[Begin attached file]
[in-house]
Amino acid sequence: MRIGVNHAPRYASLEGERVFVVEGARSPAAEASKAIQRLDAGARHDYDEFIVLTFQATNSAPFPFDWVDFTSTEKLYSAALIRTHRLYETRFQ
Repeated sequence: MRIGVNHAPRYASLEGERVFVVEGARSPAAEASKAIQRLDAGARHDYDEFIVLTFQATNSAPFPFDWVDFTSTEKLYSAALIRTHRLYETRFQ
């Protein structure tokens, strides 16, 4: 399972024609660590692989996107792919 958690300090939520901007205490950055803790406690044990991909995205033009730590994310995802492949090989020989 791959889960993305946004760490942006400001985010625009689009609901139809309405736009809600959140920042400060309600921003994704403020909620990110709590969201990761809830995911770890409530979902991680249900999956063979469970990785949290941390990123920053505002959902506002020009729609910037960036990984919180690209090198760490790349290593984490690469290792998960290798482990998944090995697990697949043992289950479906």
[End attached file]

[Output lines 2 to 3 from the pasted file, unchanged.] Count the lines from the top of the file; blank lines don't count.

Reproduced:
Amino acid sequence: MRIGVNHAPRYASLEGERVFVVEGARSPAAEASKAIQRLDAGARHDYDEFIVLTFQATNSAPFPFDWVDFTSTEKLYSAALIRTHRLYETRFQ
Repeated sequence: MRIGVNHAPRYASLEGERVFVVEGARSPAAEASKAIQRLDAGARHDYDEFIVLTFQATNSAPFPFDWVDFTSTEKLYSAALIRTHRLYETRFQ